As many of you know, I make a lot of presentations each year. I speak at conferences, luncheons, and deliver full- and half-day workshops. I earn part of my living as a speaker and presenter. Each year, I probably deliver 30 to 35 presentations. One of the toughest things I find is keeping the audience engaged. These are not the only ways (as there are lots of other professional speakers and speaking coaches out there who can help way better than I), but they are things that work for me. I call them the Six Steps to Speaking Success!
- A terrific speaking coach (Lauren Sergy from UpFront Communication) – once told me to make sure the message is focused. I used to put 10 or 15 focal points in a keynote presentation. As she noted, when I do that, I run long and most people “tune out” after three items. I think I am providing “more value” by giving my audience 10 “nuggets,” but when they cannot take it all in, it is a waste. Now when speaking, I try never to exceed three key deliverable points and expand on each of them.
- Animate your voice. Don’t talk in a monotone or the same tone all the way through. Get animated with your sound. Speak louder in some parts and more hushed in others. Use different voices, speed up, or slow down. This keeps the audience attuned to what you are saying.
- Use handouts, but be sure to reference them. I have a book, so at some keynotes where each participant receives a copy of Reality Check – Straight Talk about Sponsorship Marketing, I reference pages or passages for them to turn to, such as, “And on page 87, I talk about the importance of activation. Please turn to page 87 in your copy of Reality Check,” or if it is a handout, I reference it, “In the third bullet down on page two, you will see the most important question to ask in a discovery session.” By using the sense of touch, you keep your audience’s attention. They are listening and following through, so they are now retaining what you are saying. By engaging the sense of touch in a presentation, you have your audience more engaged.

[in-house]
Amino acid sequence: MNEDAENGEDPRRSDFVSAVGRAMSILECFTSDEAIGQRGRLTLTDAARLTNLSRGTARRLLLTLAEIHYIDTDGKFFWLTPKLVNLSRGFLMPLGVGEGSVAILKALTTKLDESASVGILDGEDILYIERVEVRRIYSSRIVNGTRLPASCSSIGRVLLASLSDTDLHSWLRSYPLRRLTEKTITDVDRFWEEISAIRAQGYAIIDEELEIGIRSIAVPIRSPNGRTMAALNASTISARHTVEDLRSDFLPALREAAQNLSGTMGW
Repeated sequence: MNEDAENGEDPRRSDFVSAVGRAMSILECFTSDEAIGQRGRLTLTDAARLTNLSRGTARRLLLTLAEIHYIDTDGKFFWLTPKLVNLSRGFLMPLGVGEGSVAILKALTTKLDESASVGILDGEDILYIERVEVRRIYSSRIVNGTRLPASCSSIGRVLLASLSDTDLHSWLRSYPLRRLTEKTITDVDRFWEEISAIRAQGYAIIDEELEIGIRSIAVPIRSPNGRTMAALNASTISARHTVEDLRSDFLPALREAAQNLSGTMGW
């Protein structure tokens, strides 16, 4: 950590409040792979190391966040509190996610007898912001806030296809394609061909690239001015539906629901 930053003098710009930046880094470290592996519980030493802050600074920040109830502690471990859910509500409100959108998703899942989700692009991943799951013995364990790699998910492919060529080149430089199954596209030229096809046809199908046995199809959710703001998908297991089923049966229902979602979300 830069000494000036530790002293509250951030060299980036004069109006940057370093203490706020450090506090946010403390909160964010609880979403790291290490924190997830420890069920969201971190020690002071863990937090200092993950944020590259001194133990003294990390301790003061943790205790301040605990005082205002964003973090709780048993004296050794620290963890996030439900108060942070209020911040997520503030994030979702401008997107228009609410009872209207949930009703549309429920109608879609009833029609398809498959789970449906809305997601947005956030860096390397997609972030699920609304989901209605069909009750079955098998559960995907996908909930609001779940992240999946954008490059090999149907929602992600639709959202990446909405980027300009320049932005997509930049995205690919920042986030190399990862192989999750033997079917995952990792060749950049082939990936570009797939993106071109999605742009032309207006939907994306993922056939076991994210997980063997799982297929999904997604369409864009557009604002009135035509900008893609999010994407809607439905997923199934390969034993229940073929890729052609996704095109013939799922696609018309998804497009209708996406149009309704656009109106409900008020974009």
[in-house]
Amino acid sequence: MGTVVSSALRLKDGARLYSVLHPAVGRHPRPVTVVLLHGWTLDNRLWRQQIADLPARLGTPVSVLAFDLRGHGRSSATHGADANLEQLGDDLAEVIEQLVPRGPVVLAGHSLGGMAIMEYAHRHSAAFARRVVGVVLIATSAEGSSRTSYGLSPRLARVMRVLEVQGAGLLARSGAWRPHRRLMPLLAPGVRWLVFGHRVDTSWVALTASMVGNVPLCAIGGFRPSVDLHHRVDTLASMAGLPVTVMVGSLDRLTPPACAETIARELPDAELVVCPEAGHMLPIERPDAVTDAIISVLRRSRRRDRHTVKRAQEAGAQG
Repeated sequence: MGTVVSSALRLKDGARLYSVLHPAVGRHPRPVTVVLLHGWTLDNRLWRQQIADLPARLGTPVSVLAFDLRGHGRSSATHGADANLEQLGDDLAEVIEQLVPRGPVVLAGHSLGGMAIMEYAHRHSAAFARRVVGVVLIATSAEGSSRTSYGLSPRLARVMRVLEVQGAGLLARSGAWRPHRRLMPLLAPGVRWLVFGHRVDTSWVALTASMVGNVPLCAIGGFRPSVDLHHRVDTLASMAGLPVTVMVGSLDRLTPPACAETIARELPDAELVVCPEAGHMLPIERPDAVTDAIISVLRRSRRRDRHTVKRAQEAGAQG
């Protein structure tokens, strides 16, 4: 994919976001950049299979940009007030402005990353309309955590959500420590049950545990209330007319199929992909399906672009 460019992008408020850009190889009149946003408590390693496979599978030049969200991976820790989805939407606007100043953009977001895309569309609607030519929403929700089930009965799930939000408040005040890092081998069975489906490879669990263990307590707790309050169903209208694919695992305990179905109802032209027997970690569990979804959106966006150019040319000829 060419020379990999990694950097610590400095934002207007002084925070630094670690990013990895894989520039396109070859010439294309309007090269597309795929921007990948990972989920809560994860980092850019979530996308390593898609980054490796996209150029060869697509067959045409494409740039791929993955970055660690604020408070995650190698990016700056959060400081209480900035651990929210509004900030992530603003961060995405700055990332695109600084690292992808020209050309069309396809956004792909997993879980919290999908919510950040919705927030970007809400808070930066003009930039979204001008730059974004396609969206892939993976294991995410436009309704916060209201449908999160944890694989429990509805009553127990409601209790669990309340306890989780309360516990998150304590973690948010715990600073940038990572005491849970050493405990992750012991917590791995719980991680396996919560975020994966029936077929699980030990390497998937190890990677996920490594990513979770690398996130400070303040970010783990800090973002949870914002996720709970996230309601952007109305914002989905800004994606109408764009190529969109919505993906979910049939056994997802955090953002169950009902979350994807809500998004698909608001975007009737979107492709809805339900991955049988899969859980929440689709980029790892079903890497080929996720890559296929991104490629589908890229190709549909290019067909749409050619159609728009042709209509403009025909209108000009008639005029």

- Don’t pack your slides with content. Whatever typing you have, make the font large enough to see at the back of the room. A great way to keep an engaged audience is to use video and pictures. Talk about the pictures. Let them watch the video. They will stay engaged. (If you have a ton of content that you want them to have and take away, build a separate deck with all that in it, provide handouts, and share the other deck before or afterward.)
- Engaging the senses is key to keeping an audience’s attention. We want them to hear and see (those are givens) and we saw how we can integrate touch through handouts. But how do we engage taste? Perhaps you hand out samples and let people taste a product. If you have a room full of round tables, perhaps the samples are at the centre of the table or they are handed out as you are speaking. Perhaps it is asking people to take a drink or just use imagination to get the taste buds salivating around the description of a sizzling BBQ dinner or crisp chardonnay. When you activate the taste buds, you maintain the attention of the audience.
- And finally, the most powerful sense—smell. Some great speakers have had smells pumped into the presentation room to get people thinking about a specific topic. Think about it—spas always have a “smell” to them. One spa my wife and I used to frequent on summer vacations had a strong eucalyptus aroma when you walked in the front door. When I saw a speaker from Lush Soaps presenting one time, she handed out bars of soap to a few folks to pass around. Those are highly-scented and fresh soaps and they touched people’s sense of smell. Figure out how you can engage an audience with the power of the sense of smell.
If you have suggestions to add, please feel free to do so. I can always use the additional ideas and tips, and a lot of TMC readers probably can too!
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